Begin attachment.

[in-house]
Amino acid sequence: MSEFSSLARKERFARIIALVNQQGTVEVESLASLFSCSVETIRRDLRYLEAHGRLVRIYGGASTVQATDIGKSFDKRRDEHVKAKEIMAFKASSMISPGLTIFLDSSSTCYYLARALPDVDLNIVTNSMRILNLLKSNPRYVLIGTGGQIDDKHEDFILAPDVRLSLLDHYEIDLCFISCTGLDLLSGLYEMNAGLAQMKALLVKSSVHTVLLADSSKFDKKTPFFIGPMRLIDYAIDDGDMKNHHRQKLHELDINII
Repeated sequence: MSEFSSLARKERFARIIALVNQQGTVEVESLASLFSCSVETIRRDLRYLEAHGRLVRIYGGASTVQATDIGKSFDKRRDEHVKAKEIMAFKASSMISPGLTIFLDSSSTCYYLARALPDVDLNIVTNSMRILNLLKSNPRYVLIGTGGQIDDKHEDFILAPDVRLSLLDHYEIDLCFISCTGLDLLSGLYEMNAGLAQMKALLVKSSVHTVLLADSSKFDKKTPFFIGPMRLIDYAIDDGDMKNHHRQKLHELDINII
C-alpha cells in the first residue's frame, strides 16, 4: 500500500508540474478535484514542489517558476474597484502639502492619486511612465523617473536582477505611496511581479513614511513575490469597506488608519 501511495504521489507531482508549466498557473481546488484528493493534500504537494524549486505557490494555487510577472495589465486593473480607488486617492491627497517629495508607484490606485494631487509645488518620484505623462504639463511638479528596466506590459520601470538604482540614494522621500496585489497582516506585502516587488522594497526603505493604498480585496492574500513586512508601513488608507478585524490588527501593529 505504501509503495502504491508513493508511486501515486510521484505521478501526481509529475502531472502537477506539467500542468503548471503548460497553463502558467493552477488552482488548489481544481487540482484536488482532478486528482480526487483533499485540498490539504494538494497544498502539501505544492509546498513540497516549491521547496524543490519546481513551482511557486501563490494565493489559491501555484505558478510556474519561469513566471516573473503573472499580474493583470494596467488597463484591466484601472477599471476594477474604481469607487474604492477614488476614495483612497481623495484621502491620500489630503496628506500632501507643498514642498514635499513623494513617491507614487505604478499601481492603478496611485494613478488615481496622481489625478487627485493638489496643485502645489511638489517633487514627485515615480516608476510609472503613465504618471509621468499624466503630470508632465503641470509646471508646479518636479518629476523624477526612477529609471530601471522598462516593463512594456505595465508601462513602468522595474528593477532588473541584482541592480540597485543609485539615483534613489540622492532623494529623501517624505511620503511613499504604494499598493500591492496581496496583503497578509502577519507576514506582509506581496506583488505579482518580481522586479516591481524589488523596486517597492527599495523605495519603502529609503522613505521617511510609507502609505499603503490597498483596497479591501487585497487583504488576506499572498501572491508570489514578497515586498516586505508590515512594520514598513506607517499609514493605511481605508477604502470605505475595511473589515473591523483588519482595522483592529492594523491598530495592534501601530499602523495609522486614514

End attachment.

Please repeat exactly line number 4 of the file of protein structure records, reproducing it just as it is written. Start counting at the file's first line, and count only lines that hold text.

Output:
C-alpha cells in the first residue's frame, strides 16, 4: 500500500508540474478535484514542489517558476474597484502639502492619486511612465523617473536582477505611496511581479513614511513575490469597506488608519 501511495504521489507531482508549466498557473481546488484528493493534500504537494524549486505557490494555487510577472495589465486593473480607488486617492491627497517629495508607484490606485494631487509645488518620484505623462504639463511638479528596466506590459520601470538604482540614494522621500496585489497582516506585502516587488522594497526603505493604498480585496492574500513586512508601513488608507478585524490588527501593529 505504501509503495502504491508513493508511486501515486510521484505521478501526481509529475502531472502537477506539467500542468503548471503548460497553463502558467493552477488552482488548489481544481487540482484536488482532478486528482480526487483533499485540498490539504494538494497544498502539501505544492509546498513540497516549491521547496524543490519546481513551482511557486501563490494565493489559491501555484505558478510556474519561469513566471516573473503573472499580474493583470494596467488597463484591466484601472477599471476594477474604481469607487474604492477614488476614495483612497481623495484621502491620500489630503496628506500632501507643498514642498514635499513623494513617491507614487505604478499601481492603478496611485494613478488615481496622481489625478487627485493638489496643485502645489511638489517633487514627485515615480516608476510609472503613465504618471509621468499624466503630470508632465503641470509646471508646479518636479518629476523624477526612477529609471530601471522598462516593463512594456505595465508601462513602468522595474528593477532588473541584482541592480540597485543609485539615483534613489540622492532623494529623501517624505511620503511613499504604494499598493500591492496581496496583503497578509502577519507576514506582509506581496506583488505579482518580481522586479516591481524589488523596486517597492527599495523605495519603502529609503522613505521617511510609507502609505499603503490597498483596497479591501487585497487583504488576506499572498501572491508570489514578497515586498516586505508590515512594520514598513506607517499609514493605511481605508477604502470605505475595511473589515473591523483588519482595522483592529492594523491598530495592534501601530499602523495609522486614514